Ebola virus

BMJ 1995; 310 doi: https://doi.org/10.1136/bmj.310.6991.1344 (Published 27 May 1995) Cite this as: BMJ 1995;310:1344
  1. Diane Bennett,
  2. David Brown
  1. Consultant epidemiologist Communicable Disease Surveillance Centre, Public Health Laboratory Service, London NW9 5EQ
  2. Director Enteric and Respiratory Virus Laboratory, Public Health Laboratory Service

    Poor countries may lack the resources to prevent or minimise transmission

    Twenty years ago Ebola virus first emerged in simultaneous outbreaks in Sudan1 and Zaire.2 Two subsequent outbreaks have occurred,3 4 but transmission among human populations has not been sustained. Despite substantial progress in our understanding of Ebola we have not identified its natural reservoir or the trigger for its re-emergence in new outbreaks in humans.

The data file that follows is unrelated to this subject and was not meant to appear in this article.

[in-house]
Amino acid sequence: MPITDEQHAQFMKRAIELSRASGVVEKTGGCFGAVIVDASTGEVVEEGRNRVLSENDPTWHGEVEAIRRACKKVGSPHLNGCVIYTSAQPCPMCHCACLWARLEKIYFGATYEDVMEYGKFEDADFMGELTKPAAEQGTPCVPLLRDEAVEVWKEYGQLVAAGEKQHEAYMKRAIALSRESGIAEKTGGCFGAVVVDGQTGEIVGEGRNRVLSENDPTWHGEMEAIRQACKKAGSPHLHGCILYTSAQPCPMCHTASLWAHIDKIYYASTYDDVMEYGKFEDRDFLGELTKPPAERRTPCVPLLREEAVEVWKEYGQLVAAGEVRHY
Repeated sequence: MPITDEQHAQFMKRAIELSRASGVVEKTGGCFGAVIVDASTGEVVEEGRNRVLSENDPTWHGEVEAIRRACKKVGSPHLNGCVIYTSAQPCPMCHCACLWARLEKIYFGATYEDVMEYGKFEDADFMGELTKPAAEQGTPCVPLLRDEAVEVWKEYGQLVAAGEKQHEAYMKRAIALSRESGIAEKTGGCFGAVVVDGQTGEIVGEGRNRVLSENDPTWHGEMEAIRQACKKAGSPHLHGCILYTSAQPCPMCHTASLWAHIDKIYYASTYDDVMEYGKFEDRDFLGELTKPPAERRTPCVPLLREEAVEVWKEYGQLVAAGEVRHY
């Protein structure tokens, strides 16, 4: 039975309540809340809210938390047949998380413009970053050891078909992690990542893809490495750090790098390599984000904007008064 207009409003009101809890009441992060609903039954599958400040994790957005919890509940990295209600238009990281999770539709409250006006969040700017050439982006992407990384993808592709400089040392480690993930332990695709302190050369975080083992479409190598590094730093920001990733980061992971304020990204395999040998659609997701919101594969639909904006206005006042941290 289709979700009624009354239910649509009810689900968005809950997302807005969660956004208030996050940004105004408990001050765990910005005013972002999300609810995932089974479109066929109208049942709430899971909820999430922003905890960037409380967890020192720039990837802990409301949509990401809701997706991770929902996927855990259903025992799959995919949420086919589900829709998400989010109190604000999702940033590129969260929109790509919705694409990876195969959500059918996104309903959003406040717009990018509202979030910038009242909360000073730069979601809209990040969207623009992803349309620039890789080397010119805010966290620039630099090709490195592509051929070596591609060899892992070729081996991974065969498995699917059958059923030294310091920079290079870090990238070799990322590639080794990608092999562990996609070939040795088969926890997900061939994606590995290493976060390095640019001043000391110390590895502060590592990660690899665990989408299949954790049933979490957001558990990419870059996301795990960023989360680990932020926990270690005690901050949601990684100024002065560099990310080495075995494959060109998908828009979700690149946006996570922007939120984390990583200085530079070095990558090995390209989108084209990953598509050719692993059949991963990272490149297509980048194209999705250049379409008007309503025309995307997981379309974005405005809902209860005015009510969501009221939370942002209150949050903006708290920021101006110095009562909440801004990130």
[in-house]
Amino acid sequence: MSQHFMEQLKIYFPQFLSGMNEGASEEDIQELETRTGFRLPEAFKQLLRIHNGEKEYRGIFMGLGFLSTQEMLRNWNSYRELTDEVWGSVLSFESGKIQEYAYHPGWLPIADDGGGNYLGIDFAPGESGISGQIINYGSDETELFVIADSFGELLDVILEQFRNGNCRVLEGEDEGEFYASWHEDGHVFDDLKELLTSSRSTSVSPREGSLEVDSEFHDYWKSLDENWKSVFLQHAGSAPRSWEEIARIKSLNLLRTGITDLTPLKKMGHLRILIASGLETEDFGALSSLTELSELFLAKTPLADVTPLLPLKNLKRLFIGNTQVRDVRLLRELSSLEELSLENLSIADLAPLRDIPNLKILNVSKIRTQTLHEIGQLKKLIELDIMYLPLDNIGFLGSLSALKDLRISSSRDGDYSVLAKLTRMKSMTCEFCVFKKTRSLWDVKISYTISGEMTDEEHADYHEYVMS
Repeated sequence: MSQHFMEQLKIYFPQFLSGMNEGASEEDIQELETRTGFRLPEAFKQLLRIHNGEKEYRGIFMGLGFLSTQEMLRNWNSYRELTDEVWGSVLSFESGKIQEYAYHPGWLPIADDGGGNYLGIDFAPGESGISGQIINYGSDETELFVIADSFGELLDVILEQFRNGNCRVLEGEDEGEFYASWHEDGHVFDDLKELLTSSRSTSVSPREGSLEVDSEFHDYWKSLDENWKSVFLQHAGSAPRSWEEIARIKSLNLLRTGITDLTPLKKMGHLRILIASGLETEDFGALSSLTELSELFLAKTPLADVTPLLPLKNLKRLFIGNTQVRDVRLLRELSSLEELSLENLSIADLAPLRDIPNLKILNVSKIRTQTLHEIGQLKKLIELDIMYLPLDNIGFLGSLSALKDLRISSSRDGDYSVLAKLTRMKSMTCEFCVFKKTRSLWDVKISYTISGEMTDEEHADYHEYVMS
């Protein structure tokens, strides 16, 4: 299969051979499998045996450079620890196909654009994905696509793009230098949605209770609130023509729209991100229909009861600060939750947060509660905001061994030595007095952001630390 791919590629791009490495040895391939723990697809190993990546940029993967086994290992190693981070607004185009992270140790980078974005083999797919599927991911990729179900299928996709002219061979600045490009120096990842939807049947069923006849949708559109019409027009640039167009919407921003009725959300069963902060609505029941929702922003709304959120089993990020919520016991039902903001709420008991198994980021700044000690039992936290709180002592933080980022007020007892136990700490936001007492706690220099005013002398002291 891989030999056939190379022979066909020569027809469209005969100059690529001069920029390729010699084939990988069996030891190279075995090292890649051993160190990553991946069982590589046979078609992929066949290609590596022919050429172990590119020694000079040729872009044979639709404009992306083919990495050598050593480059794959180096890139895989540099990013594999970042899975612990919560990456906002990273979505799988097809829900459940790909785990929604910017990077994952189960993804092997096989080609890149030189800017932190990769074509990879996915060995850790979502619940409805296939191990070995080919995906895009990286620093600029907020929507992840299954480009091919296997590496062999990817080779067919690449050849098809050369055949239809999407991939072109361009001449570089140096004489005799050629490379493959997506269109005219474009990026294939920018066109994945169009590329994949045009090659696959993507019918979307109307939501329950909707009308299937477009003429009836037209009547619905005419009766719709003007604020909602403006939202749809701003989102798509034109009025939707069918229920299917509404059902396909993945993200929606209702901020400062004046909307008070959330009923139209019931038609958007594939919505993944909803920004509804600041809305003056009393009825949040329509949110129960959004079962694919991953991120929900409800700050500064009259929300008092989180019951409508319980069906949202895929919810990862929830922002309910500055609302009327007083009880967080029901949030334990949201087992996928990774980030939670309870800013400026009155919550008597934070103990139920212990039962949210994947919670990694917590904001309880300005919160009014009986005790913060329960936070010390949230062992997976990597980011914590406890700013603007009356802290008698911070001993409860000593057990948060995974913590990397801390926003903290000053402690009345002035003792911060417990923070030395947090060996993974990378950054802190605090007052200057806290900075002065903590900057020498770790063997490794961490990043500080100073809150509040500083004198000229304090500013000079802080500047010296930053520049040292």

As the journal went to press, the World Health Organisation had reported 114 cases of Ebola infection and 79 deaths in a new outbreak centred in Kikwit, a rural town of 400000 situated in Bandundu Province, Zaire, 1000 km from the location of the 1976 outbreak in Zaire.5 A cordon sanitaire has been placed around the town, but some travellers have circumvented it. The few cases reported in nearby towns have so far been among already ill patients transferred from Kikwit to other hospitals. The index case, seen in early April, was a hospital laboratory worker presumed at first to have typhoid; subsequent cases were initially found among a surgical team and others who cared for the laboratory worker, with secondary spread to other health workers and to family members acting as carers. Two thirds of the deaths have been among health workers. Until the outbreak provoked a …

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